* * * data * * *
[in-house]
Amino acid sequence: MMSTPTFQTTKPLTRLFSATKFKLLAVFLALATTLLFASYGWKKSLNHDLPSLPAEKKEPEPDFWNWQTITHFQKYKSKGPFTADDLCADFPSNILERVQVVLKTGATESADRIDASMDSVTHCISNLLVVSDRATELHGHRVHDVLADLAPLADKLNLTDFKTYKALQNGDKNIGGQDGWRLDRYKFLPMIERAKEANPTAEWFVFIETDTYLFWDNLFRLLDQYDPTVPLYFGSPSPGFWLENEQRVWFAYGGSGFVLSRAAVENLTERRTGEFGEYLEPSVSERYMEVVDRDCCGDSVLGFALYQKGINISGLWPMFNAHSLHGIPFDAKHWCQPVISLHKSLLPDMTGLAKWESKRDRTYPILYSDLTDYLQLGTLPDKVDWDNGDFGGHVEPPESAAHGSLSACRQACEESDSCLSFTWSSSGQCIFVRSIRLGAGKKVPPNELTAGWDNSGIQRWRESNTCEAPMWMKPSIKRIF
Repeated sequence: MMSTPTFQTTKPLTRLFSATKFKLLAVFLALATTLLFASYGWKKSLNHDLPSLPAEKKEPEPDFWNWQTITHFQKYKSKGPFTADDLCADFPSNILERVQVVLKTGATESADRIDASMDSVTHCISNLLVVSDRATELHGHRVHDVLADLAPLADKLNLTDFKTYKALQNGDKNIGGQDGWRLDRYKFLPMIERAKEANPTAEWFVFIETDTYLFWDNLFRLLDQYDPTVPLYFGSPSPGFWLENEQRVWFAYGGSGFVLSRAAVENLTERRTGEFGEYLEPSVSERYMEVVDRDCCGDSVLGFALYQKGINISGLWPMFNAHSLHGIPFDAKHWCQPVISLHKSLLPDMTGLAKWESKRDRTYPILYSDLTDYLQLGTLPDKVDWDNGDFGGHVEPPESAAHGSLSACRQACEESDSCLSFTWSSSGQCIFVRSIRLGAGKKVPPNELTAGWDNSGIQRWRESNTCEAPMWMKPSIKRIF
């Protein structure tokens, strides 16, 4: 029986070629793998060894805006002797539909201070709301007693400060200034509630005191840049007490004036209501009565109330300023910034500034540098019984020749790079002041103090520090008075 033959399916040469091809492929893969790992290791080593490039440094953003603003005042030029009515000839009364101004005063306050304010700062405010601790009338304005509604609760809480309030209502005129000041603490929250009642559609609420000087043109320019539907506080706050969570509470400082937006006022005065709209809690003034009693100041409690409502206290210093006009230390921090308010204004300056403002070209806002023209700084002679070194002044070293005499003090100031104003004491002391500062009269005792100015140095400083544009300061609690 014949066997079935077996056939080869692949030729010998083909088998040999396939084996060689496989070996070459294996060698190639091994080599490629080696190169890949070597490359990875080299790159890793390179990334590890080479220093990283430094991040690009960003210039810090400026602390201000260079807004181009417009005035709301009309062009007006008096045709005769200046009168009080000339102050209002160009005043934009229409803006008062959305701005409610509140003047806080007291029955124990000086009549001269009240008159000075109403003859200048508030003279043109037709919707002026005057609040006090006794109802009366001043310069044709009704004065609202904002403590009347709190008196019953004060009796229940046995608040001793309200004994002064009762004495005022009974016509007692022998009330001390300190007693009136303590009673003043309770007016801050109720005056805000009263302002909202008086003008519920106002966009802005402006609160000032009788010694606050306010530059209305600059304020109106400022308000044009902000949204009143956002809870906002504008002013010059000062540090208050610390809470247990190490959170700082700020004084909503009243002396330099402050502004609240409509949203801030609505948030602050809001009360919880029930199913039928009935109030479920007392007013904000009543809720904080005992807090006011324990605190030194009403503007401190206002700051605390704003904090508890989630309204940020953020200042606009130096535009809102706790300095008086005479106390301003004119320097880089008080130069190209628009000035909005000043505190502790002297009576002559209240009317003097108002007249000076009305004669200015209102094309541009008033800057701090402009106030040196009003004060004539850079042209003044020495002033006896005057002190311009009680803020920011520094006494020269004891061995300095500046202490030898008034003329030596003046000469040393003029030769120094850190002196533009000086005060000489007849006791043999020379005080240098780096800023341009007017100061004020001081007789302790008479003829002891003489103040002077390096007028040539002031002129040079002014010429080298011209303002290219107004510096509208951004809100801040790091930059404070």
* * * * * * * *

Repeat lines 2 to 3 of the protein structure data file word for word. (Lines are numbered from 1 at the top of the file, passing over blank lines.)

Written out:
Amino acid sequence: MMSTPTFQTTKPLTRLFSATKFKLLAVFLALATTLLFASYGWKKSLNHDLPSLPAEKKEPEPDFWNWQTITHFQKYKSKGPFTADDLCADFPSNILERVQVVLKTGATESADRIDASMDSVTHCISNLLVVSDRATELHGHRVHDVLADLAPLADKLNLTDFKTYKALQNGDKNIGGQDGWRLDRYKFLPMIERAKEANPTAEWFVFIETDTYLFWDNLFRLLDQYDPTVPLYFGSPSPGFWLENEQRVWFAYGGSGFVLSRAAVENLTERRTGEFGEYLEPSVSERYMEVVDRDCCGDSVLGFALYQKGINISGLWPMFNAHSLHGIPFDAKHWCQPVISLHKSLLPDMTGLAKWESKRDRTYPILYSDLTDYLQLGTLPDKVDWDNGDFGGHVEPPESAAHGSLSACRQACEESDSCLSFTWSSSGQCIFVRSIRLGAGKKVPPNELTAGWDNSGIQRWRESNTCEAPMWMKPSIKRIF
Repeated sequence: MMSTPTFQTTKPLTRLFSATKFKLLAVFLALATTLLFASYGWKKSLNHDLPSLPAEKKEPEPDFWNWQTITHFQKYKSKGPFTADDLCADFPSNILERVQVVLKTGATESADRIDASMDSVTHCISNLLVVSDRATELHGHRVHDVLADLAPLADKLNLTDFKTYKALQNGDKNIGGQDGWRLDRYKFLPMIERAKEANPTAEWFVFIETDTYLFWDNLFRLLDQYDPTVPLYFGSPSPGFWLENEQRVWFAYGGSGFVLSRAAVENLTERRTGEFGEYLEPSVSERYMEVVDRDCCGDSVLGFALYQKGINISGLWPMFNAHSLHGIPFDAKHWCQPVISLHKSLLPDMTGLAKWESKRDRTYPILYSDLTDYLQLGTLPDKVDWDNGDFGGHVEPPESAAHGSLSACRQACEESDSCLSFTWSSSGQCIFVRSIRLGAGKKVPPNELTAGWDNSGIQRWRESNTCEAPMWMKPSIKRIF